Damage assessment begins in Hurricane Matthew’s wake

By October 6, 2016

Haiti (MNN) — Hurricane Matthew has trudged on from the shores of Haiti. Now, it’s all about assessing the damage.

Mission Aviation Fellowship’s Haiti program manager David Carwell says they had an airplane out investigating the impact along Haiti’s southern coast yesterday morning.

“It’s particularly difficult to get information because the cell towers are not in operation and the internet services are very spotty, if working at all. So we’ve had a difficult time working with our partners to get accurate information.”

Damage from Hurricane Matthew in southern Haiti. (Photo courtesy of Tim Schandordff)

Damage from Hurricane Matthew in southern Haiti. (Photo courtesy of Tim Schandordff)

The northern area of Haiti wasn’t hit as hard, where the capital and most of the population live. But the population that Hurricane Matthew did strike on the southern coast was the most vulnerable.

“This is a different kind of crisis. It’s not happening in the capital, as the earthquake was. It’s happening in the rural areas, and that makes it a different situation in a couple of ways. In one respect, it’s more serious because homes are not made of concrete. Many of them are grass or mud or tin roofs and…we understand many homes have been wiped out,” says Carwell.

“The other difference is it’s not happening where the central population is, two to three million people here in the capital. It’s happening out in rural areas that are difficult to reach, and they’re even more difficult now because bridges are out and roads are impassable. So we’re going to use aircraft to go to those airstrips that are in the southern peninsula and take as many supplies and personnel as we can, first responders.”

MAF has already been carrying out evacuation flights. After the damage assessment is finished, MAF will begin the process of working with ministry partners to fly in aid.

“I think initially we’re talking more in the relief phase of getting food out there and shelter for people who have lost their homes. I think the initial wave will be more of a relief effort. But I can imagine, as things progress here, then we’ll move into more of a development phase, and I could well imagine that our partners will be involved in rebuilding homes.”

Following the 2010 earthquake in Haiti, MAF conducted more than 1,000 relief flights in three months. (Caption and photo courtesy of MAF)

Following the 2010 earthquake in Haiti, MAF conducted more than 1,000 relief flights in three months. (Caption and photo courtesy of MAF)

Carwell and his family have been in Port-au-Prince, the capital of Haiti, with MAF for 21 years out of the 30 that MAF has ministered in the country. There are five MAF families total serving in Haiti, mostly pilots and aircraft mechanics. MAF also has 15 Haitian staff members.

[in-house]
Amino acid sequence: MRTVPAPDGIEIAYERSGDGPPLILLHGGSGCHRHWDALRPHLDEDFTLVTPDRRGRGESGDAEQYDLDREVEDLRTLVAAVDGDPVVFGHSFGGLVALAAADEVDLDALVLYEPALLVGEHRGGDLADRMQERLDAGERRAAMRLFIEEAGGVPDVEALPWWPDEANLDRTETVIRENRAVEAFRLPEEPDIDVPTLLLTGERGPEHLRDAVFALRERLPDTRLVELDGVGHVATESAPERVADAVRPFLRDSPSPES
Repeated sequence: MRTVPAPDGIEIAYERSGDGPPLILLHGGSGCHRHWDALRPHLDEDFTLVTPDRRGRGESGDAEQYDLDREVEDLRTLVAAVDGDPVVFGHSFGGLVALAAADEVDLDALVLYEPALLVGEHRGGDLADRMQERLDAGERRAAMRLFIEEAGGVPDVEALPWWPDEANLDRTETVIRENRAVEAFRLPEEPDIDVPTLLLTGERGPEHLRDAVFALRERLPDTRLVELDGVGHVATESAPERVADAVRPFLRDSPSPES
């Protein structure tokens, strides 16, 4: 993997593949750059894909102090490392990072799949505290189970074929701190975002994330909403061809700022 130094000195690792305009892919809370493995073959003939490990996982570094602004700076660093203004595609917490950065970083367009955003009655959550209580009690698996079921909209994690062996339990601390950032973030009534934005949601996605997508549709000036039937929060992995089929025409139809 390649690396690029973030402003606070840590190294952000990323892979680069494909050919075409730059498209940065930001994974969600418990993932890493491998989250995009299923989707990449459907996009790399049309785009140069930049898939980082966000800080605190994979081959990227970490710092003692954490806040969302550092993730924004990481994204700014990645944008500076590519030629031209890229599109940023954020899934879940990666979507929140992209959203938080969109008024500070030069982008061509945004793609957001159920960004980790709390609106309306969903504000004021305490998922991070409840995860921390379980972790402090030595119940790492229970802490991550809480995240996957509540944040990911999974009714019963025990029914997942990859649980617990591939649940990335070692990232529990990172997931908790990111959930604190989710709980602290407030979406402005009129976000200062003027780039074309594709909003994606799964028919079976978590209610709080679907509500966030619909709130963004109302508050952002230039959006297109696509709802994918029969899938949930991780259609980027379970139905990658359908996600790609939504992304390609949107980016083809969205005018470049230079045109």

“We had a shelter in place at the time when the hurricane went through. Our children were out of school, businesses were closed. We were at our home, and our homes are built out of concrete and they were able to withstand wind and rains that we had. Actually, we were about 100 miles from the eye of the storm and we it really didn’t have a huge impact here in Port-au-Prince.”

MAF has three aircraft in the country and typically uses them to assist short-term mission teams. But when disasters like Hurricane Matthew strike, MAF is ready to answer the call to be the hands and feet of Christ where needed.

“We’re here for such a time as this,” Carwell explains. “As we read in the Old Testament, I’m just reminded of that Scripture (from the book of Esther). We’ve been here for a long time and we’re in kind of a routine, day-to-day schedule. But then when these kinds of disasters [are] here, we’re in place and ready to go and we’re looking forward to see how God is going to use us and how He’s going to work through this tragedy; how He’s going to strengthen His Church through this event.”

As MAF responds to the devastation, you can support them through their Disaster Response Fund here.

And, of course, Carwell asks that you remember Haiti in prayer…

“We pray for those who have suffered and those who are without homes…. We just ask you to pray that God would use the Church in Haiti as they reach out and express the love of Christ to their neighbors.”


  • This major distruction is a repeat of Katrina. From living in Louisiana when Katrina hit and now living on the Florida coast when Matthew hits. This will always be a major disaster and will never be forgotten, the lives that were lost will stay in prayer. Haiti was destroyed but will come back stronger. We pray in the lords name that the homeless and injured live on and the ones who left to soon are cradled in your arms. God we pray that you watch over the lives in the path way of this Hurricane.

  • gaston smud says:


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